Eternal has DEX 11 and Christian 14, but Eternal has a long weapon vs Christian short, so he gets to attack first. Christian declares he will try to Dodge the attack, not to parry it with his sword. This is very important here since Dodge would allow him to CLOSE IN the longer weapon. Eternal rolls 55% a failure, but Christian still has to Dodge (44%) and rolls 88%, a Failure. End of Round 1.

Round 2

Eternal attacks again, this time for 28%, a Success. Christian rolls Dodge for 13%, a Success and closes in. Now he can attack. Eternal declares he will try to parry with his shield. Christian  rolls 40%, a Success. Christian parries for  99%, a Fumble! Now in Elric! there is a Fumble table I use. Let's say he hits his own face with the shield for 1 point of damage. The sword strikes home for 1d6+2 +1d4 (the db), all in all 6 points of damage. eternal rolls for his armor and comes with a 7, the armor absorbs the damage.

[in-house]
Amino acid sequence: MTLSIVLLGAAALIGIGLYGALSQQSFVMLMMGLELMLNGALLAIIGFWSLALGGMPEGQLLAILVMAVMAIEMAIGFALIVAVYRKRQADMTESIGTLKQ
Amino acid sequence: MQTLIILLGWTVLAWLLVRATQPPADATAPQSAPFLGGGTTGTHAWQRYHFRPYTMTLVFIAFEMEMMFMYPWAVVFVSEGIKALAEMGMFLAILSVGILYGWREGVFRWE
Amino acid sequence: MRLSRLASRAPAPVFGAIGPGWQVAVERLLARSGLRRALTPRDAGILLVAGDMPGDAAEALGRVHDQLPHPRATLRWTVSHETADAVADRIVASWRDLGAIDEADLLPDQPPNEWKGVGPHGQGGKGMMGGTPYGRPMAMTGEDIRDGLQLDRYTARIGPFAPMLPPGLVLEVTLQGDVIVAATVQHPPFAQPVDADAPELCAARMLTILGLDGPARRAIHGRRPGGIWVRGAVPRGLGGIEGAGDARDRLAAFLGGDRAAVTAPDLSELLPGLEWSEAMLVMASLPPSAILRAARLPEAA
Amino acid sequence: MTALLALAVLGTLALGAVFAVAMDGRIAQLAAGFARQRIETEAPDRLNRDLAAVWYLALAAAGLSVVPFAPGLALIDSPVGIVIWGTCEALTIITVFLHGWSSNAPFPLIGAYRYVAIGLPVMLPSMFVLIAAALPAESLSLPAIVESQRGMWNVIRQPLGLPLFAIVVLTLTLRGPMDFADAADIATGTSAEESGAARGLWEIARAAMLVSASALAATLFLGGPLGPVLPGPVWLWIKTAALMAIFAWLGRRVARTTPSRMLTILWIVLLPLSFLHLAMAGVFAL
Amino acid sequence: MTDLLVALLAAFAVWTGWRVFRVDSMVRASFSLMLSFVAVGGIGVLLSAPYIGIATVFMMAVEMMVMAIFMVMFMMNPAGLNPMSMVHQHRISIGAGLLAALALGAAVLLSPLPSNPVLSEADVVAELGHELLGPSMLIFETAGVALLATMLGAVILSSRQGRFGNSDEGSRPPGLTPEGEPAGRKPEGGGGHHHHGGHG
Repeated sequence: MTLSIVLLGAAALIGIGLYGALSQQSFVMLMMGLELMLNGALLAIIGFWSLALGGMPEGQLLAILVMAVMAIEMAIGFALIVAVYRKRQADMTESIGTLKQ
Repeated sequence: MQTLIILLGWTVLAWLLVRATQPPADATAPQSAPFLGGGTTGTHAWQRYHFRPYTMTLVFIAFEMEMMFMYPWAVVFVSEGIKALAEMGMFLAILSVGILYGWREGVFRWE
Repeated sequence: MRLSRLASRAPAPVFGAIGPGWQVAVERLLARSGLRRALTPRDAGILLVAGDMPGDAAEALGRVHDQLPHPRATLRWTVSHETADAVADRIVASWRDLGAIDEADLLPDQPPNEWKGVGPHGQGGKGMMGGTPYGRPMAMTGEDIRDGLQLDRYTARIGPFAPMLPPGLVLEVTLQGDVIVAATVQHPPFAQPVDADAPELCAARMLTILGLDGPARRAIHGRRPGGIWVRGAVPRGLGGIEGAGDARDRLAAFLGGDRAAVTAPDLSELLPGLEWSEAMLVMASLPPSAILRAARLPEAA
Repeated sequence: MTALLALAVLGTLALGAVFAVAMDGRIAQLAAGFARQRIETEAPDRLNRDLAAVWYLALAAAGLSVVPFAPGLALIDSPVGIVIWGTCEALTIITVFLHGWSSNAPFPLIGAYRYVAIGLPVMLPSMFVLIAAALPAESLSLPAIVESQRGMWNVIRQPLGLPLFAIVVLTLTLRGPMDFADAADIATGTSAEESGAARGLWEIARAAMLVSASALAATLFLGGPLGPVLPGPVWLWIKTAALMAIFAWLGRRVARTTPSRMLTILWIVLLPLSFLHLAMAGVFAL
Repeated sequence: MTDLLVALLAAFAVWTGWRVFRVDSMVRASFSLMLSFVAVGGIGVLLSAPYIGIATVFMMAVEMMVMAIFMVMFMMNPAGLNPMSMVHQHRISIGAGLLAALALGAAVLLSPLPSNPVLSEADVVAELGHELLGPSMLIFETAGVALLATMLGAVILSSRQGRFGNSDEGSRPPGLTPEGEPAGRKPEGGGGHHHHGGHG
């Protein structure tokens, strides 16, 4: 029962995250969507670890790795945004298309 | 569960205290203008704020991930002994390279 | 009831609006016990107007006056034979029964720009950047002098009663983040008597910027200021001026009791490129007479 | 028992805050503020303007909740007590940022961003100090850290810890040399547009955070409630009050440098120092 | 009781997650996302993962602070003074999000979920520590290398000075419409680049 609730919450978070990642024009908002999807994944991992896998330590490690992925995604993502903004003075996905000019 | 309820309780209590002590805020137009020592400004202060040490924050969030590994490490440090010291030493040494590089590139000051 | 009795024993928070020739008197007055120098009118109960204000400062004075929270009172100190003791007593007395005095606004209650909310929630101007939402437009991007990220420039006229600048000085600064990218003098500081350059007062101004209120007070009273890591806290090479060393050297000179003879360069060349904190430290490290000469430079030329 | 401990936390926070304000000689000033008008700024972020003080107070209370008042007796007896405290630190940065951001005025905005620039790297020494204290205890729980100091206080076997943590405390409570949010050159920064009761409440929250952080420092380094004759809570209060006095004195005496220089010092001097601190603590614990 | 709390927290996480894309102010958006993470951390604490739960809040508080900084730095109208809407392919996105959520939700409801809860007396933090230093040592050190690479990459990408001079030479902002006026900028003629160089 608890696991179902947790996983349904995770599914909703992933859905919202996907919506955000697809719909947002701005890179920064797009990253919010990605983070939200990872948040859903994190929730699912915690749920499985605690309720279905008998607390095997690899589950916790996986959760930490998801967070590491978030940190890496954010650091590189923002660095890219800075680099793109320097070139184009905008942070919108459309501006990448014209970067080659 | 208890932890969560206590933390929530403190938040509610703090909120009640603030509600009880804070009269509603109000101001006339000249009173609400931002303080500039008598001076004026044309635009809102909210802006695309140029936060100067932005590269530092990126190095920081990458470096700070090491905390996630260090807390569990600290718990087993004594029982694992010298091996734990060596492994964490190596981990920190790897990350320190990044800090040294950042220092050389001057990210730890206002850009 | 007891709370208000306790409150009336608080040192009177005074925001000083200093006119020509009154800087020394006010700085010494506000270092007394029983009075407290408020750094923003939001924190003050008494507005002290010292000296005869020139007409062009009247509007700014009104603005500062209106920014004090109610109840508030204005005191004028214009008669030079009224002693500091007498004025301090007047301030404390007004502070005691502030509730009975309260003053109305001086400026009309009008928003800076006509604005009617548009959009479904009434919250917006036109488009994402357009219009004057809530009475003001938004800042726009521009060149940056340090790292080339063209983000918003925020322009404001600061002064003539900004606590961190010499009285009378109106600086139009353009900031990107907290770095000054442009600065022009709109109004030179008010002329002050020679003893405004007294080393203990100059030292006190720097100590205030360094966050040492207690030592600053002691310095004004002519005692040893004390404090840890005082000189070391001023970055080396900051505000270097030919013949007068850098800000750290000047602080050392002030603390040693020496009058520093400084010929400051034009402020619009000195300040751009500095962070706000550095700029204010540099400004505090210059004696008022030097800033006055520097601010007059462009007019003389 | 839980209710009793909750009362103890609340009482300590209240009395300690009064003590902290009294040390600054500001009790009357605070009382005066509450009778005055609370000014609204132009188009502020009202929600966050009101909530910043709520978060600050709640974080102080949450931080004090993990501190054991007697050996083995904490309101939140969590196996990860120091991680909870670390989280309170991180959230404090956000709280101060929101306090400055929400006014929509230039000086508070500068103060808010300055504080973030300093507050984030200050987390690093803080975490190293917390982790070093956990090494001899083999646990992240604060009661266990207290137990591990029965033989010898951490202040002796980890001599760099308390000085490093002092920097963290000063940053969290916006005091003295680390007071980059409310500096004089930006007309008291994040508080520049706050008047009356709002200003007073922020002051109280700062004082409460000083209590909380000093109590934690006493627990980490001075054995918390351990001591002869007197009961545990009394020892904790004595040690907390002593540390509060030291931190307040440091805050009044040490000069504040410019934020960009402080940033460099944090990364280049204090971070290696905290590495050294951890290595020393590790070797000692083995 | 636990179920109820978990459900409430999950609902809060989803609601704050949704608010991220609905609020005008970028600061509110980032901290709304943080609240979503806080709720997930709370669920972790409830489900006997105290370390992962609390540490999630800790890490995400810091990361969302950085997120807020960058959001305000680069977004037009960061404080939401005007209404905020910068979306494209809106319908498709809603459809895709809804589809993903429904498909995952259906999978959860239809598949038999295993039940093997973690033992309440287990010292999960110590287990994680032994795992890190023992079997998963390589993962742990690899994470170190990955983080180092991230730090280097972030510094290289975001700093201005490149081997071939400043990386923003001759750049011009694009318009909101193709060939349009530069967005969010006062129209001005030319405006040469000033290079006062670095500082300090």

Round 3

Christian is now in the spear's guard, he attacks first since his DEX is higher. Eternal declares he will parry and that he will drop the spear to grab the knife from his belt. This will not let him to attack on this round. Christian rolls 35% and strikes, but Eternal rolls for 45% with his shield and blocks the sword, drops the spear, draws the knife.

Round 4

Christian attacks with the sword for 20%, a Success, but Christian blocks for 09% which is below 1/5 of his skill with the shield, hence a Critical Success. He blocks the sword and gets another attack with the other hand. He attacks with the knife for 90%, a Failure. Now is his turn to act and attacks again (his normal attack for the round). He rolls 12% but Christian parries for 38%. Both are Successes so the attack is blocked.

Round 5